Jump to content


 


Register a free account to unlock additional features at BleepingComputer.com
Welcome to BleepingComputer, a free community where people like yourself come together to discuss and learn how to use their computers. Using the site is easy and fun. As a guest, you can browse and view the various discussions in the forums, but can not create a new topic or reply to an existing one unless you are logged in. Other benefits of registering an account are subscribing to topics and forums, creating a blog, and having no ads shown anywhere on the site.


Click here to Register a free account now! or read our Welcome Guide to learn how to use this site.

Photo

Why Don't Some WIN95 Games Work On WIN3.1?


  • Please log in to reply
1 reply to this topic

#1 rh.hamilton27

rh.hamilton27

  • Members
  • 10 posts
  • OFFLINE
  •  
  • Local time:02:47 AM

Posted 07 January 2015 - 06:36 PM

Why did some games from the mid-90's era support only Windows 95 when some of those games look like games that could fit well on Windows 3.1?
 
Is it a 16-bit/32-bit issue or something else, or do some companies engineer their games to fit on 95 for commercial reasons?
 
One example I'm reffering to is the game "Evolution: The Game of Intelligent Life." It seems to have memory compatibility and doesn't require Direct3D, so then why is Windows 95 required?
 
I was just hoping someone could clarify this because I like the 90's era and was just curious why this was the case.
 
And was their some way to actually engineer Win95 games to work on Win3.1?
 
THANKS!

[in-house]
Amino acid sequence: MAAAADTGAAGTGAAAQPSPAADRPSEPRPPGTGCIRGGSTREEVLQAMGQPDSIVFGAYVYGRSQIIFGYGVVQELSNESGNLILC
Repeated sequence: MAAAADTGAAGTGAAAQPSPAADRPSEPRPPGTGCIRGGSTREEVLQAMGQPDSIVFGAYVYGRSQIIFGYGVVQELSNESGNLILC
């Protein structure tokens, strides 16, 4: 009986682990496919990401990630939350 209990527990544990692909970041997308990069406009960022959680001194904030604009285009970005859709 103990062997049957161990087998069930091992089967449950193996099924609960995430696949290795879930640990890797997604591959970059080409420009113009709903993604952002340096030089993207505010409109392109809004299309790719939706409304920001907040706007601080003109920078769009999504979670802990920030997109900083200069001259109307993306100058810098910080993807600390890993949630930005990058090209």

BC AdBot (Login to Remove)

 


m

#2 Platypus

Platypus

  • Moderator
  • 12,903 posts
  • ONLINE
  •  
  • Gender:Male
  • Location:Australia
  • Local time:07:47 PM

Posted 07 January 2015 - 08:36 PM

Many aspects of programs, including games, are implemented by making calls to the Windows API (Application Programming Interface). As Windows progresses through version updates, the API will include new functions not provided by older versions. So an application specifically developed to run on Windows 95 almost certainly takes advantage of new API functions that do not exist in the Windows 3.1 API, so cannot run under that OS.

 

I can't say if anyone ever developed any way around this, as the missing API functions would have to be reverse engineered into a custom .DLL and the program modified to make the calls to it. It would be a difficult project, and to be done legally would have to be creating new original code to perform the API functions (clean room development).


Top 5 things that never get done:

1.





0 user(s) are reading this topic

0 members, 0 guests, 0 anonymous users